'I'm thinking like an Auror,' Ron told him, rather sharply. 'Isn't that what you want us to do?'
Snape leaned back in his seat and folded his hands over his narrow waist. 'Very well, Auror Weasley, what is your next move?'
Ron took out his pocket watch, examined it and replaced it in his robes.
'Dinner,' he said. 'D'you know a decent pub in North Wiltshire?'
The White Horse served basic, pub food. Hermione opted for scampi and chips, on the principle that they came out of a freezer and were hard to mess up.
'The ale's drinkable, but don't trust the cider,' Snape warned his companions.
'Is that the voice of experience?' Ron asked, earning a scornfully lifted eyebrow.
'I'll have a gin and tonic,' Hermione said quickly, scooting along the bench into the corner. She, Harry, and Ron had all Transfigured their robes into casual Muggle clothes before Apparating to the location provided by Snape, in a little village near Cirencester.
She had assumed that Snape would turn up in a suit, and was having difficulty coming to terms with seeing him in black jeans and a leather jacket with the scuffed, softened appearance of a favourite much-used garment. Snape seemed smaller without his billowing robes. His face appeared more open and vulnerable, Hermione realised that his hair had been trimmed into a deliberately casual style rather than left to grow into a greasy curtain. She also realised that she was watching him, and that he had noticed, and she looked away, trying not to blush.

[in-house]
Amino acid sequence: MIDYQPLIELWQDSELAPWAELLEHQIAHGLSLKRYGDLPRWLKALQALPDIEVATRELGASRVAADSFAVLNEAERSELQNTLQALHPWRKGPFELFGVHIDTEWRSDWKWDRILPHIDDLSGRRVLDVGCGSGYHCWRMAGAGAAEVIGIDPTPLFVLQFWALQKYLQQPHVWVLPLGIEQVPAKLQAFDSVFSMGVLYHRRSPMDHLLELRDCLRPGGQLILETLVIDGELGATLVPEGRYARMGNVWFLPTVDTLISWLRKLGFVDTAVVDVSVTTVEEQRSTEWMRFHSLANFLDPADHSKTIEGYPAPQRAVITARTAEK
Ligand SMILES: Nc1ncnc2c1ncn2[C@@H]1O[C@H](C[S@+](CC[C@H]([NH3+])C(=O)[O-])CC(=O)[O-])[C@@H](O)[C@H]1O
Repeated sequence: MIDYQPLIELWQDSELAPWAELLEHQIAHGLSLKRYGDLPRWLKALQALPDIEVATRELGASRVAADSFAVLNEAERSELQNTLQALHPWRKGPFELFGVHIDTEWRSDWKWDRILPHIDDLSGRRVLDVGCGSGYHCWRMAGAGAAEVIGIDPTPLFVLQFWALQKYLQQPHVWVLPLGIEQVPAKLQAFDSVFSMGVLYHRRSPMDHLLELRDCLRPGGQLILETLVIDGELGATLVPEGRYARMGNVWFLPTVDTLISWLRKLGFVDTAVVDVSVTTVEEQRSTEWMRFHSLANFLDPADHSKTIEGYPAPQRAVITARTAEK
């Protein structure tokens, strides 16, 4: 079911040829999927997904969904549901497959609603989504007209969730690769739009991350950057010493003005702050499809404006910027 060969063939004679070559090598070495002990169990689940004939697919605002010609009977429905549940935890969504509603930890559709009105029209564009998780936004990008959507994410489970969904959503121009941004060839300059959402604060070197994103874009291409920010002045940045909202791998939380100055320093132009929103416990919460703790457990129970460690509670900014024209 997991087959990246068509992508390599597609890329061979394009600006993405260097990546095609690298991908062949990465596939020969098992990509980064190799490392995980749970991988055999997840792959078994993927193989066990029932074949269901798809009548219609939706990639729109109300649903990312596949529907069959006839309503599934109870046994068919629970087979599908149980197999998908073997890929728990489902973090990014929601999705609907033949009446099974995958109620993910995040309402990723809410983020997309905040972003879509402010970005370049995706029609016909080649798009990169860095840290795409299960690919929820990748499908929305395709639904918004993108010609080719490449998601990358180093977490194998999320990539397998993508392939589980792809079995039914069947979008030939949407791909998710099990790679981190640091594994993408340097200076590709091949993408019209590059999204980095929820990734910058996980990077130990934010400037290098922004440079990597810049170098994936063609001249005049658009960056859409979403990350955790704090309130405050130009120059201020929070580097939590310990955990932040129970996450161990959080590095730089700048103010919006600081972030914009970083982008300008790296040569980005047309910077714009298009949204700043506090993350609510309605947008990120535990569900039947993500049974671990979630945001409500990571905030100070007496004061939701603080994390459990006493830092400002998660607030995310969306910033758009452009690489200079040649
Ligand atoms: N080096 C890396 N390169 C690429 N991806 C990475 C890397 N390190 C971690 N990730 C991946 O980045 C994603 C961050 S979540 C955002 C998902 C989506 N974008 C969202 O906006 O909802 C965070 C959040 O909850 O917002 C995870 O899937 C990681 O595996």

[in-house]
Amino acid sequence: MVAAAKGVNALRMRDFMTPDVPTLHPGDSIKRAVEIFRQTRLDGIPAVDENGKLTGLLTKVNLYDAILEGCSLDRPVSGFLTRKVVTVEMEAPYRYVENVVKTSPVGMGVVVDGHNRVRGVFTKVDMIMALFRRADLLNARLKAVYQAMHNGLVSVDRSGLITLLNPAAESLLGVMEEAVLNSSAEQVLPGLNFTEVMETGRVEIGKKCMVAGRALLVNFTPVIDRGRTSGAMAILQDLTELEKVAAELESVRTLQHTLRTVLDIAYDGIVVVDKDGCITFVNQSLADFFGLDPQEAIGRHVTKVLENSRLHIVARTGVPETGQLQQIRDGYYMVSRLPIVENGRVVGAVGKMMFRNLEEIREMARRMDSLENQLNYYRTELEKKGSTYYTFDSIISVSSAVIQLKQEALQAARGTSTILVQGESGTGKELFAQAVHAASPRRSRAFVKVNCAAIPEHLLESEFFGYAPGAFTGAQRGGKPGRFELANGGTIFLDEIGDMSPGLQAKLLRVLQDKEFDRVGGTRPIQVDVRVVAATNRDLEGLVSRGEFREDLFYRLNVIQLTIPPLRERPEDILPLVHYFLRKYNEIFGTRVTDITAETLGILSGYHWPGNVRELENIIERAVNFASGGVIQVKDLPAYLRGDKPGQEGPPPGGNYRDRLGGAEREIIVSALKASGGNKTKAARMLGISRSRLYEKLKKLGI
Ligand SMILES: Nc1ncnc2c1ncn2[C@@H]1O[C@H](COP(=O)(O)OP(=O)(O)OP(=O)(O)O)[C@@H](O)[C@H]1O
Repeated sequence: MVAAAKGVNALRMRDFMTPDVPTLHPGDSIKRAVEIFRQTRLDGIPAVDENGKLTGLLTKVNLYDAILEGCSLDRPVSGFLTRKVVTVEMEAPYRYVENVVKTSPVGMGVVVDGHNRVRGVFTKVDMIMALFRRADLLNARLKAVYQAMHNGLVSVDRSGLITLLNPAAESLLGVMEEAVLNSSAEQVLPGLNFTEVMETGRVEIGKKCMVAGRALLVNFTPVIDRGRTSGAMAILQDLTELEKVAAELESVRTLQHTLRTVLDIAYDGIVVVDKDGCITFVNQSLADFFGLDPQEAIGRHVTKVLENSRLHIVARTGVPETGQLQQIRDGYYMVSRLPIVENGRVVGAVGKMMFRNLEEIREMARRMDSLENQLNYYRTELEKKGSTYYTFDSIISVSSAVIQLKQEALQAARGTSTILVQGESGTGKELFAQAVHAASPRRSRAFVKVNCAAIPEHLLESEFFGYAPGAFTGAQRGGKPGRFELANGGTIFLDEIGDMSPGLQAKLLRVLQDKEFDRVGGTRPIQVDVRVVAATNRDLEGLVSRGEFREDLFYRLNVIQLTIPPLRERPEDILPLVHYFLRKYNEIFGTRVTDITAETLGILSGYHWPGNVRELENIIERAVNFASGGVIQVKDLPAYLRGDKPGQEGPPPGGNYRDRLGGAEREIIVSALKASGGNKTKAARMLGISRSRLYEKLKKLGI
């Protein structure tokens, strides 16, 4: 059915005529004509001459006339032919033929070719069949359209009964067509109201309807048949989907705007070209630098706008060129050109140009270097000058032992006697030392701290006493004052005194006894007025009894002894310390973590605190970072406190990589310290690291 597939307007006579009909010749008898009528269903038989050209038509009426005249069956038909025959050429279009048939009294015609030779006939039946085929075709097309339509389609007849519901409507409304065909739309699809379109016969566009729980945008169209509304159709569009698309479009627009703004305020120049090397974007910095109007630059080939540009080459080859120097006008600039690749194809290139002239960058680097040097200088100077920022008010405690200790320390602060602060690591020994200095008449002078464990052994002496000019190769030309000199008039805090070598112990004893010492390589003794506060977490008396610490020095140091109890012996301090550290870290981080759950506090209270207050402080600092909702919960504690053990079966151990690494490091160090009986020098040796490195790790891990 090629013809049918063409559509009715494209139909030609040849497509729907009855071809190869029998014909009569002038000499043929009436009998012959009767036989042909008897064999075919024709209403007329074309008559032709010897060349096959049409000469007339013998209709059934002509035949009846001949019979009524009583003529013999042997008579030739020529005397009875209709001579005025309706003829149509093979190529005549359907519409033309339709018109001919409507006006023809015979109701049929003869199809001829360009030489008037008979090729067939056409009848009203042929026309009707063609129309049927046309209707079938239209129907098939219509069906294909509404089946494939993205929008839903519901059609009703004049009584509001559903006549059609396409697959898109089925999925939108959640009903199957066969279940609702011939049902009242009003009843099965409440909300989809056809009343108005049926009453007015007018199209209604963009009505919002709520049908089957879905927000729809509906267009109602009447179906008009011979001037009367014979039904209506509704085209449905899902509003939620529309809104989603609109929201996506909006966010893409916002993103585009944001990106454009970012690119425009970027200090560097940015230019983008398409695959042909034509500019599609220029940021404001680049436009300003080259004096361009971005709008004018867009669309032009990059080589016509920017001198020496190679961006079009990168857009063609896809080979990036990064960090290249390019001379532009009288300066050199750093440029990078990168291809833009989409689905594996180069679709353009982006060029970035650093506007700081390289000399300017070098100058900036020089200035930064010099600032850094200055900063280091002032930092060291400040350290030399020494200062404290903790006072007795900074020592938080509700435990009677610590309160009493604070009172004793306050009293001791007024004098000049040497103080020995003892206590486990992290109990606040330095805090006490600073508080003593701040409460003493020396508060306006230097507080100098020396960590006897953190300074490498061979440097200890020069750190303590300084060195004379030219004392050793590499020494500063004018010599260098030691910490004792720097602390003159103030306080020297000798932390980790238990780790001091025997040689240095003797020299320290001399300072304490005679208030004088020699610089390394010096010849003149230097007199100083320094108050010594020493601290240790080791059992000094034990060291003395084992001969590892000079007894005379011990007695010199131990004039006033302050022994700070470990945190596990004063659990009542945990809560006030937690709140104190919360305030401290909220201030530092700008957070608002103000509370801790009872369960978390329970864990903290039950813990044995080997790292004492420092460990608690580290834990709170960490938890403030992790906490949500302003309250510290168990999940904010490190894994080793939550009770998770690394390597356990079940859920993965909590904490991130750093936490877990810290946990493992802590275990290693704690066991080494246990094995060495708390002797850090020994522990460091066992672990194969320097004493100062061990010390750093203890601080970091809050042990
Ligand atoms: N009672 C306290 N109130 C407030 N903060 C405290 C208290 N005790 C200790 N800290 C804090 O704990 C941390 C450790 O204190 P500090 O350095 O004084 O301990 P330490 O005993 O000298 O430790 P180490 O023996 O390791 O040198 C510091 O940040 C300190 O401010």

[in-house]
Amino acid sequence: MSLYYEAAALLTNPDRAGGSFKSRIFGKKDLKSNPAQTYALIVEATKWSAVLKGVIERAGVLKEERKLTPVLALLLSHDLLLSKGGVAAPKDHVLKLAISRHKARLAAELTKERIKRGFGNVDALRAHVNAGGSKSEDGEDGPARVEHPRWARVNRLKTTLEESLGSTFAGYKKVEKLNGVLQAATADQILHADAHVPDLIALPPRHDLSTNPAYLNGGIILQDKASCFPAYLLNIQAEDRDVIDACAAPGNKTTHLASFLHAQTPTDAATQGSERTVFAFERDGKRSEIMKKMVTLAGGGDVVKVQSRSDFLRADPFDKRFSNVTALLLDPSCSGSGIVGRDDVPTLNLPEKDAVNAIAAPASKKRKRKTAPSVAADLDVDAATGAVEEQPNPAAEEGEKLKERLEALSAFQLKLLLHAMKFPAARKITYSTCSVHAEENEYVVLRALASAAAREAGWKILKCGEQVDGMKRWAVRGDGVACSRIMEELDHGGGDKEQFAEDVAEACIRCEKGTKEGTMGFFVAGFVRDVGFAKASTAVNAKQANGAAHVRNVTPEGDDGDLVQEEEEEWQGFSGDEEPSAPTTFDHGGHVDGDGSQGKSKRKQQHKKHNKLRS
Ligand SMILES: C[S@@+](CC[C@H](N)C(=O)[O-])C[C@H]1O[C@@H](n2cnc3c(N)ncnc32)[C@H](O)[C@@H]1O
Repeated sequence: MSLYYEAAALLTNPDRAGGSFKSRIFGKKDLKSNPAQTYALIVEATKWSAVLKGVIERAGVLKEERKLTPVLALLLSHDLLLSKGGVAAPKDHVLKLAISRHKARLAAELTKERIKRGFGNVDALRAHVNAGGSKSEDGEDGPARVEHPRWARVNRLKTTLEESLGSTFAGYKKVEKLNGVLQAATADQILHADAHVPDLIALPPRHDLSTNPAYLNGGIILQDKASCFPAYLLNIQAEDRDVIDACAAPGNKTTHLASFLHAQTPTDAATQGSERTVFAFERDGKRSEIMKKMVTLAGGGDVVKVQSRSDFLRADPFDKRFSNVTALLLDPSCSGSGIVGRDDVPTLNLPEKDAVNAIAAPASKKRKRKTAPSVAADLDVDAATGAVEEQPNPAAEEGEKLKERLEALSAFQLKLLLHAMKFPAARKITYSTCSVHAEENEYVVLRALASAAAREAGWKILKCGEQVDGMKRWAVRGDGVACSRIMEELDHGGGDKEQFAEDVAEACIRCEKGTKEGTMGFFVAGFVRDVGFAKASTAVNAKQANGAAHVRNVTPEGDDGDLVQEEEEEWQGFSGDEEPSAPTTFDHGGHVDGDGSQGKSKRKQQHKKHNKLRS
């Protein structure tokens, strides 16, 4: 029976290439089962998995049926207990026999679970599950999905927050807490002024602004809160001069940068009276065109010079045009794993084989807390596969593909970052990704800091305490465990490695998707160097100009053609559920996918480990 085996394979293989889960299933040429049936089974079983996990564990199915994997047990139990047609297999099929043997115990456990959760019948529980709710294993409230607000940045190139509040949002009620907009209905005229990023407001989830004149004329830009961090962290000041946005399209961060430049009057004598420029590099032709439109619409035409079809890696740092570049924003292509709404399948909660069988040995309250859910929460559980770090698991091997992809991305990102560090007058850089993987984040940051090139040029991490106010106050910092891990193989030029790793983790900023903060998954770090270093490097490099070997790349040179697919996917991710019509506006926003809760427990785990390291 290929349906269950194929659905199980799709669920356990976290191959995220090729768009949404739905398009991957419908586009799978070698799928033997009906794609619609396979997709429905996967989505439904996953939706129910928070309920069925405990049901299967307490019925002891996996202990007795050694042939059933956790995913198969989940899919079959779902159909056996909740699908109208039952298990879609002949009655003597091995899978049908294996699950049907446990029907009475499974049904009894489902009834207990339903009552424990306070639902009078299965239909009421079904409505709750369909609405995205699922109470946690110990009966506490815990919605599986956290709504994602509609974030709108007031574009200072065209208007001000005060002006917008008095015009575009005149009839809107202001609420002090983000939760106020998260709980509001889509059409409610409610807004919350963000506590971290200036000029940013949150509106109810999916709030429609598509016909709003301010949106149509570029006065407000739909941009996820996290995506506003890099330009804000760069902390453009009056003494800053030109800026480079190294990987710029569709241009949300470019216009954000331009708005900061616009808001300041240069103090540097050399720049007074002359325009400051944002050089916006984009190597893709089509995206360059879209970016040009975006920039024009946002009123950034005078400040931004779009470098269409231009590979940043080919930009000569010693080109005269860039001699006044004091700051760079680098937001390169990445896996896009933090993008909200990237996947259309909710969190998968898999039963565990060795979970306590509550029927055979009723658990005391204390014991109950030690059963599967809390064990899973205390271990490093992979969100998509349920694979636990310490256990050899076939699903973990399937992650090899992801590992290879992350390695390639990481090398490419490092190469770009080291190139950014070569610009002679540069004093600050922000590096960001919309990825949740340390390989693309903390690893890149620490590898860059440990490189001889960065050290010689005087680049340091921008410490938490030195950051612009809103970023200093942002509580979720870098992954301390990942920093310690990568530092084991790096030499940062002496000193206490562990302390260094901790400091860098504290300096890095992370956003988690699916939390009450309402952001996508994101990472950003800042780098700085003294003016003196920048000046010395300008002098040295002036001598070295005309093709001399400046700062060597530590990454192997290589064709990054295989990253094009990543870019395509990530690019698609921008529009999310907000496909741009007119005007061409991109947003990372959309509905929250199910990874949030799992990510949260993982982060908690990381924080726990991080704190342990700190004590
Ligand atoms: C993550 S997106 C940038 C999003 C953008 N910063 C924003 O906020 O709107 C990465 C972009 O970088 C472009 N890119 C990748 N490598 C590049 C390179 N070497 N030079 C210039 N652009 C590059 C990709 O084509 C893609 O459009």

Ron devoured a large steak while Harry and Snape had the special of the day, chicken korma.
'We could have gone straight to Malfoy Manor,' Harry remarked.
'But then I couldn't tell you about my little chat with Gloria,' Ron said smugly. Ron's relationship with the Aurors' office archivist was the source of some amusement in the force, as she seemed to think that he missed Molly and needed mothering.
'I reckon she wants you as her toy-boy,' Harry muttered.
'You're just jealous. Apparently, our pal Tullius Snelstone authorised continued raids on Malfoy Manor.'
Harry's posture straightened subtly. 'I didn't know that.'
'Obviously we weren't meant to know, mate.'
'Because they knew we'd object!'
‘Well, you would, anyway,' Ron muttered. 'I don't feel terribly sorry for Lucius.'
'Narcissa didn't deserve constant harassment, Ron, and neither did Draco,’ Harry replied. ‘Even you must admit that.'
Ron gave a shrug of acquiescence.
Hermione took out the notepad and pencil that substituted for her parchment and quill in the Muggle world. 'So we know the Aurors raided the Manor recently. Did she give you any dates, Ron?'